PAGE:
The best thing to do is find a local Amateur Radio Club. They should have a website and they should have a list of monthly meetings on their website. Go to a meeting and say you’re interested and they will hook you up with an “elmer” – that’s what hams call the “old timers” who know everything.
Books are great but practical experience is best. So definitely spend time at their club or at an elmer’s shack. If not possible, there are a ton of great YouTube videos. Two other great resources are Ham Nation http://twit.tv/hn and Amateur Logic TV http://www.amateurlogic.tv/blog/
The license tests are exactly the same as the study guides, except the answers (A,B,C,D) may be in different order. I used aa9pw.com to study for my General and Extra exams in 2011. I imagine the Technician test exams are just as good. Its’ free and you can take practice exams, track your progress. You need to score a 70% to pass, the real learning will be after you pass.
The Technician license is great training for first responders because it gets on the VHF/UHF bands which are great for local communications. If you want to do DXing (aka long distance communication around the world) you will have to upgrade to at least the General license. Extra is the highest license and grants you all frequencies and power levels available to hams. The other great thing is that the handheld radios that work on Technician license frequencies are getting cheaper and cheaper. On eBay you can find a handheld radio from Wouxon for anywhere from $50-$150 depending on the extras. I do not own one but I’ve seen them and they are decent quality (Chinese company but then again very few of radios aren’t manufactured overseas anymore) Depending how serious you are, you can buy the radio before you get your license and at least listen in. If it is something you thing you’d get serious about, then you’d have a radio once you pass. If not, you can turn it around on eBay and make most of you money back.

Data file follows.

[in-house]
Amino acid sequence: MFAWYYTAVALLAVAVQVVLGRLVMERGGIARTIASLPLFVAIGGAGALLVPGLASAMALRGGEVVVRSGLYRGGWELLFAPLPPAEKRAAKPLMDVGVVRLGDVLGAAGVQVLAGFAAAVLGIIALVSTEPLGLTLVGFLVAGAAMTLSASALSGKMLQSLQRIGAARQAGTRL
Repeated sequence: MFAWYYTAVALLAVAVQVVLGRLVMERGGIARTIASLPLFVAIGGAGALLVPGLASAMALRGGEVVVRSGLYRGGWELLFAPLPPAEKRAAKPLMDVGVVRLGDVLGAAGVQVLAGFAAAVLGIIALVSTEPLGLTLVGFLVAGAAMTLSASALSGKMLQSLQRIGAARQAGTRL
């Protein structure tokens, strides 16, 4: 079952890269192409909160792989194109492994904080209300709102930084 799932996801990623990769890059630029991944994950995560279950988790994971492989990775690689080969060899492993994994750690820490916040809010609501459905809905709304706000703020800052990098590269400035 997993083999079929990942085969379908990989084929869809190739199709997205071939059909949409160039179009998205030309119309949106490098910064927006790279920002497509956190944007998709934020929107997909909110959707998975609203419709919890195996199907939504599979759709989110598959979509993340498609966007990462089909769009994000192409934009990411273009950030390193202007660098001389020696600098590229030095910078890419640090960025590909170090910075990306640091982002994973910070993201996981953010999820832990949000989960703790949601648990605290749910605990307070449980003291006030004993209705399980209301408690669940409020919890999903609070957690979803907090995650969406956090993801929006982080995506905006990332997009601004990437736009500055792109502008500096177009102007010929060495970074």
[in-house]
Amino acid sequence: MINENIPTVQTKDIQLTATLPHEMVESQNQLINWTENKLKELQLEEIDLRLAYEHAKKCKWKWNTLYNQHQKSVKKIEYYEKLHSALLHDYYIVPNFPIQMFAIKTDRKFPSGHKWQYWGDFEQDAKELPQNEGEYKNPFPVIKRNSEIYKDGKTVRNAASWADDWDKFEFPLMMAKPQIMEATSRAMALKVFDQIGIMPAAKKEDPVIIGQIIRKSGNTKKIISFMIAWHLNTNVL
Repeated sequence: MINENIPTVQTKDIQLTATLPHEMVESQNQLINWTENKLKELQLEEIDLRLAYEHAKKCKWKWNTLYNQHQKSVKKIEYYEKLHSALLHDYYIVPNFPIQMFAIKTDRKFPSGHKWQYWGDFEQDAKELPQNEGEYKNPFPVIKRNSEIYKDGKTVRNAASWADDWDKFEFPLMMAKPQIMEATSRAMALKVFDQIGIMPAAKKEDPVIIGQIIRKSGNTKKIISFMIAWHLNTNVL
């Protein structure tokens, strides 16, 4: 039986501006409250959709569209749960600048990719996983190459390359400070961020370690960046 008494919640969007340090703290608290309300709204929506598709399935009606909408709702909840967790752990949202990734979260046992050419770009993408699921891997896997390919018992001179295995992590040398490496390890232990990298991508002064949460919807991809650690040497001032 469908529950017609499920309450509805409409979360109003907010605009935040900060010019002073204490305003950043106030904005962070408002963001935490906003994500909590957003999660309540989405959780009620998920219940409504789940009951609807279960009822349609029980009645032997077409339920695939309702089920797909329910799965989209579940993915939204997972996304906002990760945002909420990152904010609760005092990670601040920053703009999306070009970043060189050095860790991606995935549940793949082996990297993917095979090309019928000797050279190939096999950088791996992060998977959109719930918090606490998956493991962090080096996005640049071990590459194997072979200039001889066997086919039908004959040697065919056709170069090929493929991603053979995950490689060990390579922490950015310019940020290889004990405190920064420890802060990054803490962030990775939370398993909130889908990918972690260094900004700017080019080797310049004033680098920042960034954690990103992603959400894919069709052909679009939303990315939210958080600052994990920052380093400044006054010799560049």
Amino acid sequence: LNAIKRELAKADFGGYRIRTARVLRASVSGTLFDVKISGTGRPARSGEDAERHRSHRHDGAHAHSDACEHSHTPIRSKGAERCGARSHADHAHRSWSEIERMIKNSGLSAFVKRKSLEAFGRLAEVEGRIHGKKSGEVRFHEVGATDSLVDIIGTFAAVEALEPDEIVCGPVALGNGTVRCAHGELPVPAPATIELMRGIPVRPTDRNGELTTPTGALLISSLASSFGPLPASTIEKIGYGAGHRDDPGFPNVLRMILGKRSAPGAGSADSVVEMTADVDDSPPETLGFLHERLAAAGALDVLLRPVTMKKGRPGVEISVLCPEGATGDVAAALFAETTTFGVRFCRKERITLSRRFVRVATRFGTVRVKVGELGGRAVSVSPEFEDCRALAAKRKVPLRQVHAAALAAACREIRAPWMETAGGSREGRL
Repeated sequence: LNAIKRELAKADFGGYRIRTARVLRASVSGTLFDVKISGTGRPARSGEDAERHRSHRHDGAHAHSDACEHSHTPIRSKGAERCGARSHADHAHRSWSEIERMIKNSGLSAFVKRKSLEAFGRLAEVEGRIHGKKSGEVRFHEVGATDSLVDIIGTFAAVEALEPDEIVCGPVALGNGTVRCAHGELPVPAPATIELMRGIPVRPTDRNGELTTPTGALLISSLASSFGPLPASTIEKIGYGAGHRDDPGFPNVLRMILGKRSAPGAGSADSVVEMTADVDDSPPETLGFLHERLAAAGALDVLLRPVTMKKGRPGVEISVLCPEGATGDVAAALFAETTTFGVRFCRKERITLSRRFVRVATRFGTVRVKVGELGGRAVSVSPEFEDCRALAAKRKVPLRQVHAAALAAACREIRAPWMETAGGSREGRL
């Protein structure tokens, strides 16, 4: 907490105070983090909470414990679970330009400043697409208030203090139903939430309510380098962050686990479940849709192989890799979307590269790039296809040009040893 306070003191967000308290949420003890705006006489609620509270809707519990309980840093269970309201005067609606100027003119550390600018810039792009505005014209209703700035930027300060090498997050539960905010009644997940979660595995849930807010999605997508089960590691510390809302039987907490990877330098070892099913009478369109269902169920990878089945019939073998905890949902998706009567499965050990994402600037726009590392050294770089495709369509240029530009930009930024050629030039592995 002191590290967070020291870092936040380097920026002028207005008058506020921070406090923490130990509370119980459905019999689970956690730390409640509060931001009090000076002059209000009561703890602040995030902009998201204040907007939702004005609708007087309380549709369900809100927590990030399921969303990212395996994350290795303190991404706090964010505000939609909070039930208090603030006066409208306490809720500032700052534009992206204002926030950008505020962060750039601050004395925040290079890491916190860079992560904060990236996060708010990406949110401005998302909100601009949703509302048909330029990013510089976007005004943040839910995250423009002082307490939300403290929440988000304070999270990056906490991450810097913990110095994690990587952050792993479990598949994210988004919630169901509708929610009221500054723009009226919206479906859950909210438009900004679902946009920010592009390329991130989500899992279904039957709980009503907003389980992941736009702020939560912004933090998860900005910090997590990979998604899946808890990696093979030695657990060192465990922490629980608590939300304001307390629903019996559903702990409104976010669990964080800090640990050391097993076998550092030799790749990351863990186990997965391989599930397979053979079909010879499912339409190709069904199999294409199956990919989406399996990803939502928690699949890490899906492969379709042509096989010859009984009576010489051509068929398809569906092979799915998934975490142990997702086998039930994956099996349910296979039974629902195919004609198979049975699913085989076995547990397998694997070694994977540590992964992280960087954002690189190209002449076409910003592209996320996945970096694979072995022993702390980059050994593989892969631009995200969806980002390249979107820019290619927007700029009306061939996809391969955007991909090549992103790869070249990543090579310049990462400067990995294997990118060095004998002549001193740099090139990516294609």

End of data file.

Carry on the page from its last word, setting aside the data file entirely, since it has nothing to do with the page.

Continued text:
The big boys tend to be ICOM, Kenwood, Yaesu, and Elecraft and you will pay a premium but there build quality is going to be a bit better than Wouxun…but they all will do the same thing.
I have done two posts previously (here and here) on the hardware you should consider when you are ready to start getting into HF. The reality is you only need a radio, antenna, power supply, and interconnecting cables. However, depending on your personality you may want to seriously consider some of the “extras” to help you get started. For me personally, I know that when I am first starting out I get can frustrated if things don’t work early on. So for me, investing in an extra like a antenna analyzer, though not really needed, helps get you on the air with less frustration; therefore I am more likely to stick with the hobby. Others may appreciate the challenge of getting things to work and therefore can save some money by just acquiring the absolute essentials. To each their own.